An analysis of the first two editions of the Norton Anthology of Drama and behind-the-scenes insight into the conditions of its production, ranging from market research and user-questionnaires to permission costs, conflicting imperatives, and solutions to other practical and theoretical dilemmas. We'll compare the Norton to other anthologies and to online platforms. This discussion will be supplemented with readings from the canon wars and theories of canonization and its discontents.
SEMINAR 2: WHAT, WHERE, WHEN (Carrie Preston)
And of course who and why? This seminar starts from the position that what gets performed is sometimes less interesting than (or more interesting because of) where and when it gets performed. We will focus on performance pieces that are reinterpreted in different places at different times in ways that push against national, temporal, generic, gendered, and technological bounds, among others. We will subject these works to a longitudinal study that might offer new understandings of canon formation but also make us wonder at what point a particular piece is stretched into something new.
What gets performed where and when by whom and why? Long before they became the key to getting a journalistic story, the “Five W’s” were features of ancient rhetoric’s theory of circumstances. They continue as the subject of worksheets for language learners, both young native speakers and those learning a second language, with questions such as: ________________ wrote the play What Where?
(circle one: Who, What, Where, When, Why)
Samuel Beckett first wrote What Where in 1983 in French as Quoi Où and then translated it for its original production in New York. Beckett was not satisfied with the play until he adapted it for German television as Was Wo. He then remediated those TV techniques for later stage productions. These revisions are interesting in the context of Beckett’s refusal to allow other directors to revise his plays, as was famously evident when JoAnne Akalaitis set Endgame in an abandoned subway station at American Repertory Theater in 1984. He had been much less troubled by revisions in the 1976 multiracial production at The Space in Cape Town. What would he have thought of Joel T. Cotter putting Nag and Nell in TV screens rather than ashbins for the 1996 version at Santa Ana’s Alternative Repertory Theatre?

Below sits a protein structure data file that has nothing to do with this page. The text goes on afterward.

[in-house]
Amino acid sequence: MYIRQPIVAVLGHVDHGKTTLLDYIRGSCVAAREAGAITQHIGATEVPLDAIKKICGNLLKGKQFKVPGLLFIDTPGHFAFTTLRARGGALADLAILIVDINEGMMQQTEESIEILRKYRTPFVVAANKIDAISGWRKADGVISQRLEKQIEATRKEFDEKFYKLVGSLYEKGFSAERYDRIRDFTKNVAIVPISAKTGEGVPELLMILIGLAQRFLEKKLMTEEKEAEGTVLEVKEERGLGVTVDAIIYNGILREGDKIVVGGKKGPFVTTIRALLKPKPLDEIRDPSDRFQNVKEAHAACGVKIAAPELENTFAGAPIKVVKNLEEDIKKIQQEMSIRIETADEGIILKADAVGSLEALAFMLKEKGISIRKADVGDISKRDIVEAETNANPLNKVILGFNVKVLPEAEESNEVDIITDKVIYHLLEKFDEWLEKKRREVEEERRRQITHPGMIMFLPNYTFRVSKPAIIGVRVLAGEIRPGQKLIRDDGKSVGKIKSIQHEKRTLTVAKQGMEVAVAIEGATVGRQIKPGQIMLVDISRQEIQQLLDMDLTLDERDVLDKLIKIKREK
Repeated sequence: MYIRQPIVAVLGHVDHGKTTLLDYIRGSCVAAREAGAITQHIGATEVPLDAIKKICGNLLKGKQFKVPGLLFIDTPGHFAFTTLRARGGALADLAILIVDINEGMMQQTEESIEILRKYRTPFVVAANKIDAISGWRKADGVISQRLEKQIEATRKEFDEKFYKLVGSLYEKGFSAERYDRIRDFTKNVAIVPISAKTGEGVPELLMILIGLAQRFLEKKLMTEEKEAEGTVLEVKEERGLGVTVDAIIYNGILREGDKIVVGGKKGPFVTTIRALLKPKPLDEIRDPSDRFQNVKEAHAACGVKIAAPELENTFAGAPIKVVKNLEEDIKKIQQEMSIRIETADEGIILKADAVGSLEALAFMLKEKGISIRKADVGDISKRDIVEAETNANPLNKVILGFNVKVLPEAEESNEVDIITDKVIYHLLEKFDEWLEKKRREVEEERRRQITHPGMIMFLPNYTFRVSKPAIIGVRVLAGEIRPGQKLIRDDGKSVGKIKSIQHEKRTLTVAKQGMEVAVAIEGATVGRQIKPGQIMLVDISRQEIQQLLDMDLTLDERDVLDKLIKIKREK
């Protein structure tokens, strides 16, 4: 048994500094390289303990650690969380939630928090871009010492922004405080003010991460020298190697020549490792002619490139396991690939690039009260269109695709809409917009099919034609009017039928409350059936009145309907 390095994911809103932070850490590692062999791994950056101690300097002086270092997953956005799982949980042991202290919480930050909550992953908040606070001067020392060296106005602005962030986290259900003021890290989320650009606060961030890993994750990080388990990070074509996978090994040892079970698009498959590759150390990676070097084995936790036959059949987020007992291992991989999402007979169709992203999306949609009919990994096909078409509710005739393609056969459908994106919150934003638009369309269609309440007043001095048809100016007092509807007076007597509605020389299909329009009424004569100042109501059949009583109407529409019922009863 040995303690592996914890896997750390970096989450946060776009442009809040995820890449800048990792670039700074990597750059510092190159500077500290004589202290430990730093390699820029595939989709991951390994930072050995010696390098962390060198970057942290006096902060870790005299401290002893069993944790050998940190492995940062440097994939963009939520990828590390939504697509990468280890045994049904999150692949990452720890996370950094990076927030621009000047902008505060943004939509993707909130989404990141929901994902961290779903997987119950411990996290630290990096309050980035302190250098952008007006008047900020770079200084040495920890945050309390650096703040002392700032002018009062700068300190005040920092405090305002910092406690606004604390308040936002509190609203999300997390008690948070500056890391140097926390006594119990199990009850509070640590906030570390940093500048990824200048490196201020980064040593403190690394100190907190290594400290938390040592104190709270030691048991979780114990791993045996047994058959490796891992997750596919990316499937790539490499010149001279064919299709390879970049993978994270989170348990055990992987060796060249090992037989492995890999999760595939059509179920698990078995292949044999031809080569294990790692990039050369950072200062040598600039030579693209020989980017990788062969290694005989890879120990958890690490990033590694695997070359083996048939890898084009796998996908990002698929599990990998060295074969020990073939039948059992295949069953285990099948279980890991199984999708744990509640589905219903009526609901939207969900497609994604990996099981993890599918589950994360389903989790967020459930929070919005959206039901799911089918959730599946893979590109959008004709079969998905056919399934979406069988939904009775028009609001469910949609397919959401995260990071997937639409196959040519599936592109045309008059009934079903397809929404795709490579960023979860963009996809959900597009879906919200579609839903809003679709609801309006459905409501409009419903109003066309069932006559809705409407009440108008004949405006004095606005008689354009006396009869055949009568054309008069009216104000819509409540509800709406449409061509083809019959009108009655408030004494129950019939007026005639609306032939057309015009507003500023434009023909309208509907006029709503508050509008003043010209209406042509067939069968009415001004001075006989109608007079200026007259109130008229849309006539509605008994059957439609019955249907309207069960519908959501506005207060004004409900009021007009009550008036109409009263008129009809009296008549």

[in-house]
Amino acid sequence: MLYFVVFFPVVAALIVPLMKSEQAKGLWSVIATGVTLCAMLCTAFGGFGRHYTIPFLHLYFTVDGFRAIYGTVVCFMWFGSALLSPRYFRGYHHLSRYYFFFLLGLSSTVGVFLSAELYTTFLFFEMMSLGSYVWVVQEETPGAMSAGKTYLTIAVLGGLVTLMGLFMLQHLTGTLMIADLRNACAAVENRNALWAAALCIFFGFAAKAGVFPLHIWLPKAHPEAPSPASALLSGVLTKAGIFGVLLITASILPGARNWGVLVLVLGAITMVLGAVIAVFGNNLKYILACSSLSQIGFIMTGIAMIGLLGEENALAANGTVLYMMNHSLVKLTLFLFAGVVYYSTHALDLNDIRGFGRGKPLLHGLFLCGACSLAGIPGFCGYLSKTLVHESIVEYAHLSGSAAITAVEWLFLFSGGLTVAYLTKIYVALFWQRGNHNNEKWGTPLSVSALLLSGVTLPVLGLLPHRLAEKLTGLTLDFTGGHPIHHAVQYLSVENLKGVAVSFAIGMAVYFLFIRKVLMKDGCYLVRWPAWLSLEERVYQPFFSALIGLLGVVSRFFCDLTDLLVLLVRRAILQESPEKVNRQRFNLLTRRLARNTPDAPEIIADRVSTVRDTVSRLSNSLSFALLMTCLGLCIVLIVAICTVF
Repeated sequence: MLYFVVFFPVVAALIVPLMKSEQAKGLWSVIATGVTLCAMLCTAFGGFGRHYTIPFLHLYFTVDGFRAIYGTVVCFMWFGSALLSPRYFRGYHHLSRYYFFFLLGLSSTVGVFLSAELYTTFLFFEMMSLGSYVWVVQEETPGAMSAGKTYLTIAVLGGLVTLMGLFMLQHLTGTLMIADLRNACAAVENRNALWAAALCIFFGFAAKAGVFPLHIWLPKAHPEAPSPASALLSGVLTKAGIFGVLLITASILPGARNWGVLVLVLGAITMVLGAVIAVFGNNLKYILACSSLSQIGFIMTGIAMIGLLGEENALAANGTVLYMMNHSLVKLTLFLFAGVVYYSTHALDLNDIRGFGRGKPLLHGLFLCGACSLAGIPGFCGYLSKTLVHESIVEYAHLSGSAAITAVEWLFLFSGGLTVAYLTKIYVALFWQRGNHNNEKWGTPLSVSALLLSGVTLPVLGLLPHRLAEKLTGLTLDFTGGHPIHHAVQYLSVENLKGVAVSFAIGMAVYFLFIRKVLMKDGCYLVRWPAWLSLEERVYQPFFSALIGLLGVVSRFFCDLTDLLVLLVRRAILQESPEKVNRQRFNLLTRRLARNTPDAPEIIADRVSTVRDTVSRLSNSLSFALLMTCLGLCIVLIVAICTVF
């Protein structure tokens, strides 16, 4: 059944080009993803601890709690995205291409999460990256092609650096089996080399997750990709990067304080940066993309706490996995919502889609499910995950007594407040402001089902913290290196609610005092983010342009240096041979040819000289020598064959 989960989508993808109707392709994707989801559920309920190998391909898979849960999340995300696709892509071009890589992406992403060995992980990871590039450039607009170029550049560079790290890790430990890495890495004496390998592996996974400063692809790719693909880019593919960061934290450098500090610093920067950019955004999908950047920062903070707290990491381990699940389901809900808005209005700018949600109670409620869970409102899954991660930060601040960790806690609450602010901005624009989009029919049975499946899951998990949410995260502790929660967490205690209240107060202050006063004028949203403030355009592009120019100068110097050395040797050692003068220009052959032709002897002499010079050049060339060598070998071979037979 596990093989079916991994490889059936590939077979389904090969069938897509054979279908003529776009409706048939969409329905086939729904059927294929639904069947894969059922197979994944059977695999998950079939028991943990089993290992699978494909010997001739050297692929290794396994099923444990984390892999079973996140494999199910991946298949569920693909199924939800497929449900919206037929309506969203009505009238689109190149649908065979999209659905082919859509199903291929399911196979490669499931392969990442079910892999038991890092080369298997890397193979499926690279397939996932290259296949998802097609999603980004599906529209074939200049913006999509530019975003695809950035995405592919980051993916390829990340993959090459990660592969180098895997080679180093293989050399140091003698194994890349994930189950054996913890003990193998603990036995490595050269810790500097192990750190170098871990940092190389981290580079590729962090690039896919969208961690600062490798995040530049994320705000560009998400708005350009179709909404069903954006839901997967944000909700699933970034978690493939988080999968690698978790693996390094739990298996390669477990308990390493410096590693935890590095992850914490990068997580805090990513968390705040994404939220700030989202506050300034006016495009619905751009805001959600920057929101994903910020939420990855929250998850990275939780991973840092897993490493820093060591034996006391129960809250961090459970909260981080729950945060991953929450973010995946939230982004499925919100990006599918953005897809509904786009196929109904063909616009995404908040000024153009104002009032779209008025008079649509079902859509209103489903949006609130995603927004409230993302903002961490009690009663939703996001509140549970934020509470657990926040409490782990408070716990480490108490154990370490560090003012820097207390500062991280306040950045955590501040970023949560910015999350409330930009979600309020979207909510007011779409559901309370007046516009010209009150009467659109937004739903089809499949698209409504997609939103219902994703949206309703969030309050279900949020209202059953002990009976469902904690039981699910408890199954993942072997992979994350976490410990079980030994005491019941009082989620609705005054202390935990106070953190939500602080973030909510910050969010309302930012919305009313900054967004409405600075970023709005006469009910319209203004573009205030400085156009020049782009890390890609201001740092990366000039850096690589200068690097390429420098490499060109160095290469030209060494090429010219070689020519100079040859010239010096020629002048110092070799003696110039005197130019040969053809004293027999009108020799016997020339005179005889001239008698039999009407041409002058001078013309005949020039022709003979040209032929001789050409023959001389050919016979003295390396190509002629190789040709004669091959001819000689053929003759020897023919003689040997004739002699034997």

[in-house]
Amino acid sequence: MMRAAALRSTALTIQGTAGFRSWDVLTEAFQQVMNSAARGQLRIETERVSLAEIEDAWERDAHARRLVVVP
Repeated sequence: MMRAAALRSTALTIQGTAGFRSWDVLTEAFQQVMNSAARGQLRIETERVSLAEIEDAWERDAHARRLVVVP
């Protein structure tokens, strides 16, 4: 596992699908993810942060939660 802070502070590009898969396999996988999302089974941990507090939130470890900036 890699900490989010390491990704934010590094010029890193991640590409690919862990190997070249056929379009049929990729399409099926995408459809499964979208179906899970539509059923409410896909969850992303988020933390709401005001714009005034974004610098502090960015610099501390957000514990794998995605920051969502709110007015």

Other performance works that lend themselves to a transhistorical, transnational study include the Ballets Russes’s Le Sacre du Printemps with music by Igor Stravinsky and choreography by Vaslav Nijinsky. The piece has inspired over two hundred other works since its riotous 1913 debut in Paris. The title, often abbreviated as Le Sacre, seems to follow Stravinsky’s score rather than Nijinsky’s choreography, which encourages the myth that the music caused the audience to riot in Paris (a myth the composer encouraged). Although the 1987 Joffrey Ballet revival by Millicent Hodson controversially claimed to recover Nijinsky’s movement, the other two hundred-some productions have used Stravinsky’s modernist music to inspire new stage action, including puppet movement and interactive computer generated 3D stereoscopic dance.
We will examine these works along with Dion Boucicault’s melodrama The Octoroon (1859), Henrik Ibsen’s A Doll’s House (1879), W. B. Yeats’s At the Hawk’s Well (1916), Eugene O’Neill’s The Emperor Jones (1920), Bertolt Brecht’s The Good Person of Szechwan (1943), Jean Genet’s The Blacks (1958), Paula Vogel’s How I Learned to Drive (1997), and Eve Ensler’s The Vagina Monologues phenomenon. We will also consider what doesn’t get performed and why, focusing on the gendered and racialized theatrical canon, transnational performance theory, adaptation studies, and the elitism of theater cultures.